Sorry for the confusion.
 

BryanH

New Member
Oct 28, 2019
9
0
1
I'm an idiot. Of course the heatsink makes contact with the MOSFETs. I messed up the scale of both photos in my head.
Sorry for the confusion.
I understood what you meant, it makes contact with the FET not the choke but the logic is still sound. They both should be cooled.
VRMs.jpg
 

alex_stief

Active Member
May 31, 2016
611
186
43
35
Holy cow, is that a monoblock for both CPUs and the VRMs? I have been pondering a water cooling option for quite some time now, this might convince me to finally do it.
 

nero243

Active Member
Oct 28, 2018
108
76
28
Hello!
I've updated the ZenStates app with Rome CPUID, however I haven't figured out the P-States (or manual overclock) yet.
There is no BKDG for family 17h and setting the well-known P-State MSRs doesn't change the CPU frequency. I have no access to NDA stuff.
If I set the P-State, then read it back it shows the newly set multiplier, but the actual frequency is still the old one. Same with the Linux script.
So I'm currently scratching my head over this.

It would help if you report that at least it detects the CPU correctly.
Performance Bias options "might" work, perhaps some of the others, but not P-State :(
I'm not even sure if the MSR are shared between Matisse and Rome.
Hopefully it won't "break" your system, but apparently I have no way to test.
EPYC1 shared the CPUID with desktop parts, but now Rome has a new CPUID.


Download zip from my github releases page: irusanov/ZenStates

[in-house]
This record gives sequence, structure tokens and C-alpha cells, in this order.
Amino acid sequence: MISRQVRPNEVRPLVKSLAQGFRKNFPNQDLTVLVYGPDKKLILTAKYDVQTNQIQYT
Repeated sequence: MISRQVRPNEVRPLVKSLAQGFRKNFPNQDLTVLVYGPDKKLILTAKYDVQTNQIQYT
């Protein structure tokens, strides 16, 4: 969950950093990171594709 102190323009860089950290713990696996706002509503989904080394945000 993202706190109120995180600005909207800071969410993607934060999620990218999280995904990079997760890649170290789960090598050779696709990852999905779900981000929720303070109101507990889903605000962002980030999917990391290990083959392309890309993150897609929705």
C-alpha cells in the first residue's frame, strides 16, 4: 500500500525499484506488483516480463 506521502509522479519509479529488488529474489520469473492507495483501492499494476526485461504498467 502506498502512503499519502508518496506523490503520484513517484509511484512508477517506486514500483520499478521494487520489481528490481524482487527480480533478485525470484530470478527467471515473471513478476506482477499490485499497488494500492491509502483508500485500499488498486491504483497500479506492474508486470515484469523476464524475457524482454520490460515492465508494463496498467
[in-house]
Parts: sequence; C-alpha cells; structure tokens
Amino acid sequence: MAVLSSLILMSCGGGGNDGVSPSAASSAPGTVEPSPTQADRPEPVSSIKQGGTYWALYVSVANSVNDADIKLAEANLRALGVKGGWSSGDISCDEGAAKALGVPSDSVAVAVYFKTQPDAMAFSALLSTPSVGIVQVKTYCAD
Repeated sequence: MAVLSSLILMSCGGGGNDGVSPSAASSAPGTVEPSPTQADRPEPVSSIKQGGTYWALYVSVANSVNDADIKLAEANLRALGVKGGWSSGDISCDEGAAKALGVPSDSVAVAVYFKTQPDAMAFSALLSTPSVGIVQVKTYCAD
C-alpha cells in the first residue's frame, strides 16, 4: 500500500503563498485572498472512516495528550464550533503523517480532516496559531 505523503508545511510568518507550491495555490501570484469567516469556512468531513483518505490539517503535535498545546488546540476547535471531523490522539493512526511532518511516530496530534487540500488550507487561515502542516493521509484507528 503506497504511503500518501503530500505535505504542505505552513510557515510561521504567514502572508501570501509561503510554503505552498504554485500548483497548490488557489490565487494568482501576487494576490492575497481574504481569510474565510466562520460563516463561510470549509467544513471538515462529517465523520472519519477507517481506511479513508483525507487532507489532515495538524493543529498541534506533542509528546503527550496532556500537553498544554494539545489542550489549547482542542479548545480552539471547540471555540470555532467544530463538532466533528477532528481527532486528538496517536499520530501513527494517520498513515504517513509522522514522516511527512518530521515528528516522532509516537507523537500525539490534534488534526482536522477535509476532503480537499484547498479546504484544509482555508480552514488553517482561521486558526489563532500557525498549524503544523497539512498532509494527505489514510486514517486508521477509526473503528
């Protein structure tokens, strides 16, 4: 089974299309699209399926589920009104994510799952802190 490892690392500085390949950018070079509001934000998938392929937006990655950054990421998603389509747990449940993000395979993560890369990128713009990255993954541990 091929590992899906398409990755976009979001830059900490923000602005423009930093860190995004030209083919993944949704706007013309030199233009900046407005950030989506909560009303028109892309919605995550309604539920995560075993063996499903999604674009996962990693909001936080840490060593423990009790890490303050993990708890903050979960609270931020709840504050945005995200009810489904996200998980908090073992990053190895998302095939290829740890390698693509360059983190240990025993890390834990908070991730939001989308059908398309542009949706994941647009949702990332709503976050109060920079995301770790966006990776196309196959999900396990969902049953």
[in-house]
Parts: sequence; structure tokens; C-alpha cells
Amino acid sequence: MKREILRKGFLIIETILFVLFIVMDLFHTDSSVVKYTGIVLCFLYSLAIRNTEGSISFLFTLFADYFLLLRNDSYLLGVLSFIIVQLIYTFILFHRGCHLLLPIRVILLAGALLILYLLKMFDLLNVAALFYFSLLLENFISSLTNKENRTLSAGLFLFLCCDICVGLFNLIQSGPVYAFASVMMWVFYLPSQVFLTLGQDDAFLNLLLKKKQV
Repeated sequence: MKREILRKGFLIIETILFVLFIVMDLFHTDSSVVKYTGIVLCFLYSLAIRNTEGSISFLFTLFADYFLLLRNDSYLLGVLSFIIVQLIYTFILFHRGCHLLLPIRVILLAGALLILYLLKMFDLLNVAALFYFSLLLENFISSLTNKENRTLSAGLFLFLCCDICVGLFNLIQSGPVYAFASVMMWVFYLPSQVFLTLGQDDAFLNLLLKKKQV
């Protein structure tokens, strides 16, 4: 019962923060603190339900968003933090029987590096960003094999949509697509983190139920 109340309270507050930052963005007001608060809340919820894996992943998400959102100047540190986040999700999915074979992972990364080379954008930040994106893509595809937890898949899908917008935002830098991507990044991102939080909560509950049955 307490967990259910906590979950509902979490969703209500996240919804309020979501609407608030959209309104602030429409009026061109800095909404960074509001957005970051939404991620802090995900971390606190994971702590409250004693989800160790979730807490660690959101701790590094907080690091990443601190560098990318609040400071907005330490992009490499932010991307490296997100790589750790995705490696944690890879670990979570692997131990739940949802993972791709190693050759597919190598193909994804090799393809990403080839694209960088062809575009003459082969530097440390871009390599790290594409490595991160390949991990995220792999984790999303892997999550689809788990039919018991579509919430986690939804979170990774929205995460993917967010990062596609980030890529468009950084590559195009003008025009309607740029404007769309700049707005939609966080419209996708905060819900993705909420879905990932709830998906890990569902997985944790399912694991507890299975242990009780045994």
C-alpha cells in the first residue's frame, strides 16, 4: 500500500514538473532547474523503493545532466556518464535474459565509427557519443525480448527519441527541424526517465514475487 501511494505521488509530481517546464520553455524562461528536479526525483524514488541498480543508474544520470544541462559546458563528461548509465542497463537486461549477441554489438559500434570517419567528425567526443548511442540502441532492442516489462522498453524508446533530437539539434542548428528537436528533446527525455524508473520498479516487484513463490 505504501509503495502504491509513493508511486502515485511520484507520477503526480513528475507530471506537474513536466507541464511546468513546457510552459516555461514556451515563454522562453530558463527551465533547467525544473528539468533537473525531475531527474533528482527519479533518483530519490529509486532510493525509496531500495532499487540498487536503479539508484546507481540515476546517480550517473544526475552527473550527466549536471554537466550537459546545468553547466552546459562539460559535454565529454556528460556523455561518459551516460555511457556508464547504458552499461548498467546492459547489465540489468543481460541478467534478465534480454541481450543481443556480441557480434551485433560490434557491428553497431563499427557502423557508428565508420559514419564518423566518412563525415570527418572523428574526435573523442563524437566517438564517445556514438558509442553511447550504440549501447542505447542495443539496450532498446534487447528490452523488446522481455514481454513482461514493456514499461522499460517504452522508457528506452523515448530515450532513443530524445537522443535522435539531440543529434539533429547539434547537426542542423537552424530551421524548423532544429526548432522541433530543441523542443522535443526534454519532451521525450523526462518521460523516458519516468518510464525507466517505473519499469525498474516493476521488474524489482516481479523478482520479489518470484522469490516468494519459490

Changelog:
  • Added Rome support (P-States won't work, but at least it should start without complaining about unsupported CPU)
  • Added support for 32-bit OS (tested on XP SP3 x86)
  • Reduced .NET Framework version to 4.0 (lowest I can go for the current codebase)

Update 21 Aug:
I have managed to change the frequency with commands to SMU. Unfortunately there's no public document describing all commands. I've updated the readme with what I've been able to find so far mostly by trial and error method. Should be able to provide at least manual overclock soon.

irusanov/ZenStates
What are the CPUIDs for Rome retail and ES? Was just wondering if there's a possibility to get one of those 150$ Rome ES working on a H11 rev.1 Board. So i'll have to compare the microcodes and AGESA versions from the H12 series with the H11 ones.



Are there any news regarding the AMD CBS Bios menu? I was living under a rock for the last few month.

I kinda gave up my epyc platform, the horsepower for video editing in davinci resolve is insane, but i barely need it anymore.

If anyone is interested in my H11SSLi VRM waterblock or the USB005 Dongle let me know, i'll probably put it up for sale soon.

Edit:
So i did a quick check the CBS Menu is still present in the Supermicro H12 bios. So if anyone feels like picking up working on this again, it's still worth a shot.
 
Last edited:

charliehorse55

New Member
Oct 3, 2019
16
2
3
The $150 rome ES chips on ebay have serious physical damage, you can see the missing capacitor networks, pad damage and even scratches that might be deep enough to cut traces in the pcb!
 

nero243

Active Member
Oct 28, 2018
108
76
28
The $150 rome ES chips on ebay have serious physical damage, you can see the missing capacitor networks, pad damage and even scratches that might be deep enough to cut traces in the pcb!
Most of them look savable. But yeah, it's kind of inconvenient when you have to work against hardware damage and firmware incompatability at the same time.
 

charliehorse55